“American artists have grown conspicuously uncomfortable in recent years about portraying the American Dream as anything other than a snare and a delusion, and they are still less likely to look to their own lives for proof that it is both real and desirable. Hence it is both surprising and revealing that the best-loved of all theatrical memoirs–and indeed, one of the best American memoirs of the twentieth century–should be a book by a man who not only lived the dream but also believed devoutly in its essential truth…”
Archives for August 2010
Dave Dudley sings “Six Days on the Road”:
“He had a logical mind uncomplicated by the intellectual’s deference to dialectic for its own sake.”
William Haggard, The Arena
Mrs. T and I are giving ourselves an eight-day-long vacation, starting this morning. Yes, we’re going away, and no, I’m not going to say where. I’m only just starting to get the hang of taking time off after a lifetime of overwork, and one of the things I figured out after our most recent coop-flying experiment is that vacations should not be conducted in public. So we’re going to keep ourselves to ourselves this time around. If you should happen to see us tooling town the road, feel free to say hello–but be so kind as not to tell anyone else, O.K.?
In case you’re wondering, I filed Friday’s Wall Street Journal drama column last week and pre-posted the usual almanac entries and theater-related stuff. Beyond that, though, I intend to have nothing to say about anything, whether here or on Twitter. I need a rest–badly.
Our Girl and CAAF will be taking up the slack this week. I’ll return next Tuesday. Have fun while I’m away.
James Taylor sings “Country Road”:
“To a surrounded enemy you must leave a way of escape.”
Sun Tzu, The Art of War
In the first of two reports from Wisconsin’s American Players Theatre, I review revivals of Lillian Hellman’s Another Part of the Forest and George Bernard Shaw’s Major Barbara in today’s Wall Street Journal. Here’s an excerpt.
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Of Lillian Hellman’s eight original plays, only one, “The Little Foxes,” is still performed regularly. The others, if not quite forgotten, are much less well known, and it’s been decades since any of them was last seen on Broadway. So what have we been missing? To find out, I went to Wisconsin to check out American Players Theatre’s production of “Another Part of the Forest,” the 1946 play in which Hellman turned back the clock 20 years on the main characters of “The Little Foxes” to show what made them such despicable beasts. Though “Another Part of the Forest” was filmed in 1948 and continues to be revived on occasion–the Peccadillo Theater Company performed it Off-Off-Broadway earlier this summer–I can’t recall the last time it received a major staging anywhere in America. I went mostly out of curiosity, but stayed to cheer: “Another Part of the Forest” throws a dramatic punch comparable in weight to “The Little Foxes,” and APT is performing it with terrific authority.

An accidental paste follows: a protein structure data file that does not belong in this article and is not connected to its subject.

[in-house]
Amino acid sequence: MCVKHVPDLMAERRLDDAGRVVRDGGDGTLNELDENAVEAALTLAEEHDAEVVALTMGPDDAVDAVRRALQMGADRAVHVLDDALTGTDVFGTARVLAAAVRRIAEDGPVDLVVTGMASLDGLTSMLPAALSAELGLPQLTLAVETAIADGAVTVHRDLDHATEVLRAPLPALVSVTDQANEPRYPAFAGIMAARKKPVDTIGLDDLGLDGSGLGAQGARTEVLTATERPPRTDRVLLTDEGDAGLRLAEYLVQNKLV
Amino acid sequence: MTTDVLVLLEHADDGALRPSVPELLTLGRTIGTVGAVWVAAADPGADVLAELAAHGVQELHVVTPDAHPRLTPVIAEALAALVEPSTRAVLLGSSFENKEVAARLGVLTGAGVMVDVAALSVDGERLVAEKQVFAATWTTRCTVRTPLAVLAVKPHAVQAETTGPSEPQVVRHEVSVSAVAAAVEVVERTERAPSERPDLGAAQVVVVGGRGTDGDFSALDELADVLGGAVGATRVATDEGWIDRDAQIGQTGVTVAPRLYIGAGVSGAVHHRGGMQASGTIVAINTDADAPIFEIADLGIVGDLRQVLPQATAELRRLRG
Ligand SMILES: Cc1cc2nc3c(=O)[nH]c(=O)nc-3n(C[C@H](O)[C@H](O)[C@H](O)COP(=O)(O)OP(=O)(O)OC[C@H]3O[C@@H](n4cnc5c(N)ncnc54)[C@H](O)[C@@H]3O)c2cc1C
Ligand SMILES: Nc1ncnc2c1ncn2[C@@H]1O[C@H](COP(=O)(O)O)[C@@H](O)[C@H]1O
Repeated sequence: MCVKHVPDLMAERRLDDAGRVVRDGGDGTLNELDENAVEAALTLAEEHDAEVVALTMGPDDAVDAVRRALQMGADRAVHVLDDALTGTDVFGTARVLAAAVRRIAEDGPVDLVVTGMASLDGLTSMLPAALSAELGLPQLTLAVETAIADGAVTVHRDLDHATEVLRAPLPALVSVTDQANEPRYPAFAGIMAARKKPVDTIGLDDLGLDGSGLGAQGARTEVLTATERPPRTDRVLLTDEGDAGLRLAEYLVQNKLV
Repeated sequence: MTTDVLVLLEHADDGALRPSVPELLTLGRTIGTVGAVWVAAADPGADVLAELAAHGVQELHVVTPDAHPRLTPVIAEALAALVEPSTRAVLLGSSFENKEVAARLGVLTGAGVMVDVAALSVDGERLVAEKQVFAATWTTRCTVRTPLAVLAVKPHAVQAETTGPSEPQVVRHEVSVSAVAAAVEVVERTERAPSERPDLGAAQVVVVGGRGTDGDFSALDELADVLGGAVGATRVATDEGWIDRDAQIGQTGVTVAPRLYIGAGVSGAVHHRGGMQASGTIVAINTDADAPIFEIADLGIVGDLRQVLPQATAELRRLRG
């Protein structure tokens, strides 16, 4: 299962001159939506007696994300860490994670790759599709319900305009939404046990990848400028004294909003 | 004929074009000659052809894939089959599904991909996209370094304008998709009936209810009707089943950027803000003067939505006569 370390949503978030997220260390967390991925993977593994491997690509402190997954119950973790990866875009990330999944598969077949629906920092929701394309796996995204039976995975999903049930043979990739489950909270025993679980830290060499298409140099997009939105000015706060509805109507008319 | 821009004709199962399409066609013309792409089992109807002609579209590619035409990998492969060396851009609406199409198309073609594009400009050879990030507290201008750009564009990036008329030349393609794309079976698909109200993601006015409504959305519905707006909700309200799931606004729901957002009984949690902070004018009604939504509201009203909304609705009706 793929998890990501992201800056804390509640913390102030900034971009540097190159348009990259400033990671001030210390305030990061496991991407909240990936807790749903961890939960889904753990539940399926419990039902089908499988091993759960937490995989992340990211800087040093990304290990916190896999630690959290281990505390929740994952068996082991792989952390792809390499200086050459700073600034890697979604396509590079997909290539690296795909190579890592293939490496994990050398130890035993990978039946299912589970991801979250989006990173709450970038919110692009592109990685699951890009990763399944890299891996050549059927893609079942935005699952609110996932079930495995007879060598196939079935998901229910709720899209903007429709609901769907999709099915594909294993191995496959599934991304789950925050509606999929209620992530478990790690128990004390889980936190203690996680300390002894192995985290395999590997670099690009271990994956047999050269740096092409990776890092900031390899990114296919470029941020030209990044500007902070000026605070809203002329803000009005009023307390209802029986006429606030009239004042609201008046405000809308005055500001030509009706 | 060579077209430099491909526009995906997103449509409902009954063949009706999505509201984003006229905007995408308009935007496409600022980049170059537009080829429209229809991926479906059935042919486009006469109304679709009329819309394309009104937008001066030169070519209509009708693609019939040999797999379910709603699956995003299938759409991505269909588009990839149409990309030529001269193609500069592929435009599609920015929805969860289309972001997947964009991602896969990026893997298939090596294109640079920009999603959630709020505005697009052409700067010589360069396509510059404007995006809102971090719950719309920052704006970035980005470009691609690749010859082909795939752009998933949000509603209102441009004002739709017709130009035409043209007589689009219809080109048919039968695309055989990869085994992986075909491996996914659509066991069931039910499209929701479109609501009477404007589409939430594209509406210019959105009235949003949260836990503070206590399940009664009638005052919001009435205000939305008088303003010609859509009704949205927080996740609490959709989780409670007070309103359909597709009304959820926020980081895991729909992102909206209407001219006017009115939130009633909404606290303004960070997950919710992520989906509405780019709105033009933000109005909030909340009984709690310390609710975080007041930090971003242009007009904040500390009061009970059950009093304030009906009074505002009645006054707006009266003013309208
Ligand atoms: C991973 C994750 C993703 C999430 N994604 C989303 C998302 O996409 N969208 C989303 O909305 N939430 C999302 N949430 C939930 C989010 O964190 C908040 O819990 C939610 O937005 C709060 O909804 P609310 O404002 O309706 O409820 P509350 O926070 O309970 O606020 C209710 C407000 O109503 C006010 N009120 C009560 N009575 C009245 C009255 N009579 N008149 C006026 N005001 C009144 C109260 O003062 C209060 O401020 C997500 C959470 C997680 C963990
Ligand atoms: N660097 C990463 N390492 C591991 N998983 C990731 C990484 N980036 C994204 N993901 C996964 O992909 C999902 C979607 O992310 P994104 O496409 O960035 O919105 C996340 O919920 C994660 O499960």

In “The Little Foxes,” which takes place circa 1900, Regina (played here by Tiffany Scott), the stone-hearted scoundrel whose greed knows no bounds, is without question the star of the show. This time around, though, she yields pride of place to Ben (Marcus Truschinski), her brainy but no less cold brother, and Marcus (Jonathan Smoots), the patriarch of the Hubbard family, a fathomlessly cynical Alabama shopkeeper who turned himself into a millionaire by betraying the Confederate cause, in the process driving his wife (Sarah Day) half-mad with shame and guilt. Not surprisingly, his children are prepared to do anything to feather their own nests, both to one another and to anyone else sufficiently imprudent to try to stop them.
The only real problem with “Another Part of the Forest” is that the younger characters are already pretty much set in their ways when the curtain goes up: Regina and Ben are monsters and Oscar (Eric Parks), their younger brother, is a brainless boob. Since we already know them from “The Little Foxes,” “Another Part of the Forest” plays like “The Further Adventures of the Horrible Hubbards” instead of shedding light on the evolution of their mature personalities. That said, the plot is so watertight and the dialogue so full of bristling malice that it’s hard to begrudge Hellman her desire to play a second game with so many of the same pieces…
I’m no less pleased–if hardly surprised–to report the success of David Frank’s wonderfully transparent production of Shaw’s “Major Barbara,” in which an arms manufacturer (Mr. Smoots) persuades his peace-loving daughter (Colleen Madden) to give up her position with the Salvation Army and embrace the gospel of high explosives. (Yes, Shaw was being ironic, but anyone who knows anything about him will realize that “Major Barbara” hints, however unconsciously, at his own tendency to worship at the altar of power.)
Mr. Frank, APT’s artistic director, is working with a cast so full of company veterans that it verges on being a permanent ensemble–Sarah Day, who plays Lady Undershaft with irresistible relish, has been with APT for a quarter-century–and the enviable stylistic unanimity of this production is doubtless due in part to that fact. Everyone is on the same high-comedy wavelength and all of the acting is easy and unforced….
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Read the whole thing here.
Buddy Rich plays “Love for Sale” in 1970: